By Todd Peterson
Updated February 09, 2004 10:00 AM

No one came right out and said it was okay, but a few stars at the 46th Annual Grammy Awards did verbally dance around the fallout from the Janet Jackson-Justin Timberlake Super Bowl halftime striptease.

After a week of apologies and speculation about whether Jackson and Timberlake would attend Sunday’s ceremony (he did, she didn’t), most pop stars thought it would be best just to move on.

“Sometimes it’s not about celebrity, it’s not about gossip, it’s about the music,” said Queen Latifah as she introduced Christina Aguilera, who won a Grammy for female pop vocal.

Even Aguilera, who is no stranger to controversy, tried to appear modest as she clutched her dress’s plunging neckline to her chest. She was one of the few performers to reference Jackson by name, saying, “I don’t want to have the same thing happen that Janet had done,” as an onscreen graphic was briefly put in place by CBS censors to bar any unsanctioned skin.

For the first time in its history, the Grammy Awards were presented with a five-minute broadcast delay that would allow the network to halt any questionable material. Until now, the Grammys have always been presented live.

As for Jackson and Timberlake, both stars were reportedly told they would have to apologize again at the show in order to attend. Timberlake, who won the award for best male pop vocal performance for his song “Cry Me a River,” agreed, and again expressed remorse during his acceptance. Jackson, who was scheduled to be a presenter, chose not to appear.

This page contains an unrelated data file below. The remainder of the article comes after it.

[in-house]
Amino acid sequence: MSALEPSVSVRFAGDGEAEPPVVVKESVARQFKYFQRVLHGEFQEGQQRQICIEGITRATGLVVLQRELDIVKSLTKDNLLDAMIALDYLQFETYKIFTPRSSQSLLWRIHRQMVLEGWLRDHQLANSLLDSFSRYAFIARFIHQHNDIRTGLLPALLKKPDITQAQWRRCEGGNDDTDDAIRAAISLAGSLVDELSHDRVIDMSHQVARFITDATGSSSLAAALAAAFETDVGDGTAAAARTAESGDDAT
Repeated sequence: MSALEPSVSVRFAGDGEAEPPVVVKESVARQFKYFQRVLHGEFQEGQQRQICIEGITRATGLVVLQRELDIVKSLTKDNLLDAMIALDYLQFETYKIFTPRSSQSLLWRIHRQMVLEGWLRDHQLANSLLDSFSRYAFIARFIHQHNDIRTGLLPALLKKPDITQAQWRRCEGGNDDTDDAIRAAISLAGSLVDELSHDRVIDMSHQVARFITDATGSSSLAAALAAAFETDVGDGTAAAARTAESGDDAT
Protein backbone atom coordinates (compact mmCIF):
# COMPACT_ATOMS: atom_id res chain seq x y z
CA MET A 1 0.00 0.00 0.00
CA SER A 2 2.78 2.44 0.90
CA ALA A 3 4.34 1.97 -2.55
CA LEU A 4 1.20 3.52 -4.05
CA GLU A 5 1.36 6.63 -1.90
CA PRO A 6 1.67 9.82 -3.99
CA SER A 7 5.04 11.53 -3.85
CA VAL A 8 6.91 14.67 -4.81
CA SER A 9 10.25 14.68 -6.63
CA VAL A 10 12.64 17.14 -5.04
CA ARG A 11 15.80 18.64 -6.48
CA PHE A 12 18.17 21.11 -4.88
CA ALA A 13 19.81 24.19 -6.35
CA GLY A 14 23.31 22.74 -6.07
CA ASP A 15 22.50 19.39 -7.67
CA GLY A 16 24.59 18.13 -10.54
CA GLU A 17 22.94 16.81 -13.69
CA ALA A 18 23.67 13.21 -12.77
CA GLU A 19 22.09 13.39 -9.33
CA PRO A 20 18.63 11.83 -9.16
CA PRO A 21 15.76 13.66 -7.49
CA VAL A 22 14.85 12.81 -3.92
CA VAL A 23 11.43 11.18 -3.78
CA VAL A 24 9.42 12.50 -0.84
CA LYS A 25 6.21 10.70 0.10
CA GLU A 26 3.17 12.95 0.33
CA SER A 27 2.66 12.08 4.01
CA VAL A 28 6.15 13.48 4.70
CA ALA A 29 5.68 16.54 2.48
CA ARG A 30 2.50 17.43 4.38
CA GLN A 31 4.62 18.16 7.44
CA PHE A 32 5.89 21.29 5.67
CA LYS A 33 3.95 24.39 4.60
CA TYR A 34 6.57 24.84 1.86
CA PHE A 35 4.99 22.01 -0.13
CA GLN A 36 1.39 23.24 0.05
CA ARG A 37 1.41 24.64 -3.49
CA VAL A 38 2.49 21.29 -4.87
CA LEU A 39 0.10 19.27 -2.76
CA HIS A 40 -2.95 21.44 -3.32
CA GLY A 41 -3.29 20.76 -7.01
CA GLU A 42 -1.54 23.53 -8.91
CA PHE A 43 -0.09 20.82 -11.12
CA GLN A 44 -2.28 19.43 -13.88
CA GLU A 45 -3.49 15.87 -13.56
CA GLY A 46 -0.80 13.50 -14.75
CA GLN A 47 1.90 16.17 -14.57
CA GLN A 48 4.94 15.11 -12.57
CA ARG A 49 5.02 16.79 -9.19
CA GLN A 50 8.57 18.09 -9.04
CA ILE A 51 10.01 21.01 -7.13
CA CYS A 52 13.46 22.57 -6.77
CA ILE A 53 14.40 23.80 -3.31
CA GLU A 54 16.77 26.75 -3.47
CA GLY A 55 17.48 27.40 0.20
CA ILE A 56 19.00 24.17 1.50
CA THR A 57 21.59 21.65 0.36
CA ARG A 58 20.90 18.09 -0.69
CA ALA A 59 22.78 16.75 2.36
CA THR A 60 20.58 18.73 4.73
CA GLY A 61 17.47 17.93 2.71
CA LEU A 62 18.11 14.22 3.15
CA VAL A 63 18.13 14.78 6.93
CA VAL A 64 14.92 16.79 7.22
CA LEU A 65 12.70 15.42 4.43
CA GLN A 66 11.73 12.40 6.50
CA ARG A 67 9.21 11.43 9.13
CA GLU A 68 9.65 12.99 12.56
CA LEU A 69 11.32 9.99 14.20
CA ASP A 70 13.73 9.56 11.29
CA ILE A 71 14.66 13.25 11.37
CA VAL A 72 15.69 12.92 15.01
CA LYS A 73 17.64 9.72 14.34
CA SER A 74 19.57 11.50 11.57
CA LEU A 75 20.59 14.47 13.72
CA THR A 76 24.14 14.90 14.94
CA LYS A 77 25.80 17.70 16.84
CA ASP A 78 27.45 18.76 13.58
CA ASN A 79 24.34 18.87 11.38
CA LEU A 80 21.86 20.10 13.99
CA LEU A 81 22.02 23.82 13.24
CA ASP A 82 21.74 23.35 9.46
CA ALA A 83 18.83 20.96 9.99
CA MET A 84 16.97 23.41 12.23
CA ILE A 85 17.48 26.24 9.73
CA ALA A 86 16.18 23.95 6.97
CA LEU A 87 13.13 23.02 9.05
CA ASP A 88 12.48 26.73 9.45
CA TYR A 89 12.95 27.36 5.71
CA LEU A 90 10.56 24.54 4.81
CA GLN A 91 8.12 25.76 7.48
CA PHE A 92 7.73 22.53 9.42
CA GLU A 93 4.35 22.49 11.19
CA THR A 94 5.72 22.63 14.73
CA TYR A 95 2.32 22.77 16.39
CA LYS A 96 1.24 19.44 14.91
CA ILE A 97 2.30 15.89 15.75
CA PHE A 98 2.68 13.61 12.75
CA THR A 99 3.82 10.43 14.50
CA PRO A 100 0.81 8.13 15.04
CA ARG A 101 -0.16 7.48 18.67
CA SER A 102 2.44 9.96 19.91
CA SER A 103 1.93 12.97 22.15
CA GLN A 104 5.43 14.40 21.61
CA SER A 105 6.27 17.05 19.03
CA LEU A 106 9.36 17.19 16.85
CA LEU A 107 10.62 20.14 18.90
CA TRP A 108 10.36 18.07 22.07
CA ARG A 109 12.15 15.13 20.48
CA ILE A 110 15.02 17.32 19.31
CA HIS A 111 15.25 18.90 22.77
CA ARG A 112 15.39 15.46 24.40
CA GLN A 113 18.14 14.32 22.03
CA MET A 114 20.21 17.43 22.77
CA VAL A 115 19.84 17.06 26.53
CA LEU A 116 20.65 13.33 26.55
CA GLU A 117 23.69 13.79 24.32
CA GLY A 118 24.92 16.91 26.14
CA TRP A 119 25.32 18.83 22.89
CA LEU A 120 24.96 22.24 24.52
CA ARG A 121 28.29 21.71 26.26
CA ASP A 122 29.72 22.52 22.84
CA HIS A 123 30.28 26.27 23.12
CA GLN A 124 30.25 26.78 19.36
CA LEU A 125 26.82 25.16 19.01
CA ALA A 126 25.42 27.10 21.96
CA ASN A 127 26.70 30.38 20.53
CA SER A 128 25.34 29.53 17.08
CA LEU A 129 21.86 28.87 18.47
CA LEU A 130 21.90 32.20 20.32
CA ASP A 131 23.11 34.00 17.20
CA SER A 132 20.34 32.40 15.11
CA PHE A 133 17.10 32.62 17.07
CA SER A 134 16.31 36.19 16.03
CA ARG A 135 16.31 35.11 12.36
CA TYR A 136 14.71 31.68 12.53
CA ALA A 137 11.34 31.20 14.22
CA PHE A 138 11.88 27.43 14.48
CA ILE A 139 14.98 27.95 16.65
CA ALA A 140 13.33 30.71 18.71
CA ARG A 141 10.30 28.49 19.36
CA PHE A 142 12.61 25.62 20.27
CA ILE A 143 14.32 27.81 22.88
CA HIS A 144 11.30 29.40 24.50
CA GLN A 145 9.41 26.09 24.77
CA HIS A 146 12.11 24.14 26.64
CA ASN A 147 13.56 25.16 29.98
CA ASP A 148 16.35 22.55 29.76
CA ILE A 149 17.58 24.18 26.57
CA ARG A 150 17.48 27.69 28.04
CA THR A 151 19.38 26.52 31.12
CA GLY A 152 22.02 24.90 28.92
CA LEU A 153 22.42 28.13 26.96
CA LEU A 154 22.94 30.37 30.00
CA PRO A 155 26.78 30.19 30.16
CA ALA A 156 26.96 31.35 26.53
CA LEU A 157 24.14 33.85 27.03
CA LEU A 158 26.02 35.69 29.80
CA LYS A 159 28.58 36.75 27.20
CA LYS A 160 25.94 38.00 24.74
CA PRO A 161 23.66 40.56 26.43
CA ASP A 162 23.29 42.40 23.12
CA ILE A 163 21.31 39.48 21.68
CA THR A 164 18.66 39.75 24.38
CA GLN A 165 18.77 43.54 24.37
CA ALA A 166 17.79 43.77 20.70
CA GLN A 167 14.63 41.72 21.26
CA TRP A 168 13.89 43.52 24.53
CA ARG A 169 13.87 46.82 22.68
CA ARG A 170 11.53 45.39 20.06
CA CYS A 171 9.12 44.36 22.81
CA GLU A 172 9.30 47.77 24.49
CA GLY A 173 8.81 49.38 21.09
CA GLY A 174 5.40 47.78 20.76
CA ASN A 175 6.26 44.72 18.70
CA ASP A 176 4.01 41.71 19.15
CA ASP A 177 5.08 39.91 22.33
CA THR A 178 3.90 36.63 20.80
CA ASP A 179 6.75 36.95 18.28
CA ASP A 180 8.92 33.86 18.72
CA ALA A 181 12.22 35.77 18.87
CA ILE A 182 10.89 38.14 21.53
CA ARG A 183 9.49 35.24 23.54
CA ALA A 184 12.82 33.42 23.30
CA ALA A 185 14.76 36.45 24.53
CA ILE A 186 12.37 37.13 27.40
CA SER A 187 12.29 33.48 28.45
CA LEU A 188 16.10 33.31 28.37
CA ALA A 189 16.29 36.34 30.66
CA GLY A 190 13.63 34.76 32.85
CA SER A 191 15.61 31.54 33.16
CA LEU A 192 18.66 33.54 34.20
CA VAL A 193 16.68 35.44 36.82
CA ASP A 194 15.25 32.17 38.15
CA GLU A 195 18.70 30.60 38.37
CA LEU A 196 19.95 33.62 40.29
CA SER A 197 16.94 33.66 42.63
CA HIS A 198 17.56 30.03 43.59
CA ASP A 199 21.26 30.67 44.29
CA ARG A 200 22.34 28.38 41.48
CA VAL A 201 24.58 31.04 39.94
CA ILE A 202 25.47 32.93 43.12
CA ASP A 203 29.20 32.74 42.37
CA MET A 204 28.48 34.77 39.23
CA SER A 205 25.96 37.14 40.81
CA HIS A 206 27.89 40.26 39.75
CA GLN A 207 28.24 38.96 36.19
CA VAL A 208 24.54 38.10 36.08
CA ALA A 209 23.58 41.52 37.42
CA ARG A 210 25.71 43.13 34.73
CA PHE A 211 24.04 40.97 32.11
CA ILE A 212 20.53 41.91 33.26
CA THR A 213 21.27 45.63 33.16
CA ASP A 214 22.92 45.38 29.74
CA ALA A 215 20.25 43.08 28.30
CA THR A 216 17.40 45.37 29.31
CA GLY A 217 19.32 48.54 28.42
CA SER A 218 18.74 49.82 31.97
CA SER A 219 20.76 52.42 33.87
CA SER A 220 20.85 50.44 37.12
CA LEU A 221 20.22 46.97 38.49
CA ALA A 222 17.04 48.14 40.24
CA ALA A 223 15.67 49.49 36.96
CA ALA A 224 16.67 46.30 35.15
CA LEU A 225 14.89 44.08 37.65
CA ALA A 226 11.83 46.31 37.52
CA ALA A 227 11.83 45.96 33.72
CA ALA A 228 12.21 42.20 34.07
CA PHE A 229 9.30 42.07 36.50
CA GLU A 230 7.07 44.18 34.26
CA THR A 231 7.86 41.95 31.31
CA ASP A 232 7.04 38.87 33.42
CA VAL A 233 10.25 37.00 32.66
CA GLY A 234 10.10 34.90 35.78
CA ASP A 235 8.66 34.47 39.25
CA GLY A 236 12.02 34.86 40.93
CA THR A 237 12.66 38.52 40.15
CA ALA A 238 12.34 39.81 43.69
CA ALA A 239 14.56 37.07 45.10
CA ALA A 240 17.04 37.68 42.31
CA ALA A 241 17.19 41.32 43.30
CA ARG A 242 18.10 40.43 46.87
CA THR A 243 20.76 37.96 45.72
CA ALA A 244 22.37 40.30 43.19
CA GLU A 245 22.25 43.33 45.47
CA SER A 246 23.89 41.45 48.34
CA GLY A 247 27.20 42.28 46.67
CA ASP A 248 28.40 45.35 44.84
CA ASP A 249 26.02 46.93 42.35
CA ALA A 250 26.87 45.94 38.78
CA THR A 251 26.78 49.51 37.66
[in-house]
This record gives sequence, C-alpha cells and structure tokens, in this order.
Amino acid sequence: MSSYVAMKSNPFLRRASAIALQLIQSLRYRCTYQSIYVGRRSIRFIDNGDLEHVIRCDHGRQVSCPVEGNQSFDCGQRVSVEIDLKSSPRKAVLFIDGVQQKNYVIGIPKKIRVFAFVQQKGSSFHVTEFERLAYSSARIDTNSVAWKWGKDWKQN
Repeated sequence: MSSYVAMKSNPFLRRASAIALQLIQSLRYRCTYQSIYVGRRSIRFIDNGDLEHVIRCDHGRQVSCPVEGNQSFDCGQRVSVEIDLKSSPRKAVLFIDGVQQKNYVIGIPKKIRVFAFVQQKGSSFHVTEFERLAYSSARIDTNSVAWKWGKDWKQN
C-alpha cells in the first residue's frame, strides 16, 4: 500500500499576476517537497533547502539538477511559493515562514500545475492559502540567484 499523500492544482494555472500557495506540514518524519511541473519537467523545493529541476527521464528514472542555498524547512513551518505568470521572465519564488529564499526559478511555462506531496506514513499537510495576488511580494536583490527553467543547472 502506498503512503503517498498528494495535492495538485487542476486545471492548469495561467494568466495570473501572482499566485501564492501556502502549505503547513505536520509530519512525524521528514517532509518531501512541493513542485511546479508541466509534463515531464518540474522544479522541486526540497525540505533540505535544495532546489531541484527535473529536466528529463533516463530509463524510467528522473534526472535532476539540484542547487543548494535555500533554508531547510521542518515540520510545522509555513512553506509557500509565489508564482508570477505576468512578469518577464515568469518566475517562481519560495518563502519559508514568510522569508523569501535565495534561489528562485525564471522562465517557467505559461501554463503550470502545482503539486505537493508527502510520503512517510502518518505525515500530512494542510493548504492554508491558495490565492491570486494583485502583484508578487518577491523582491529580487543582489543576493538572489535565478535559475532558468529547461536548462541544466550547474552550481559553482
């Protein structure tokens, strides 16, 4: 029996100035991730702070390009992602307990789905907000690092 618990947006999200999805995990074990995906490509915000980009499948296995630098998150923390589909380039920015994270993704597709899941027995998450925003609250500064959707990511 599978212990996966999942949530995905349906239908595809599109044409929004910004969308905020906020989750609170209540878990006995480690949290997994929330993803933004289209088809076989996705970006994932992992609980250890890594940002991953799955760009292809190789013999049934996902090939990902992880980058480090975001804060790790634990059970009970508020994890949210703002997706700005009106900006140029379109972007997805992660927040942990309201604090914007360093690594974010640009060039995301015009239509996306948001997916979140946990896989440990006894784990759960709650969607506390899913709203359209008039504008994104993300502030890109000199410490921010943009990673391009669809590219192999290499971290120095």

Several performers indicated that they had had enough of the controversy. Pharrell Williams, of the Grammy-winning producing duo the Neptunes, blamed it on the media: “The news has gotten too raunchy. All they had to do was play it the one time it happened, but the news has been running it ever since it happened,” he said, according to the Associated Press. “What does that say about the news?”

Country singer Lyle Lovett said, “Art has always pushed social norms,” and added that he thought it was hypocritical for society to embrace such behavior in some instances but criticize it in others, while Dave Matthews thought the controversy should just end: “It doesn’t seem like it deserves so much attention,” he said, according to AP.

Neil Portnow, president of the National Academy of Recording Arts and Sciences, which organizes the Grammy Awards, echoed that thought. “To focus on these issues really belittles what we’re doing tonight,” he said, reports Reuters.

Ultimately it was Aguilera who got right to the point: “People are bored … to be still talking about a boob,” she said.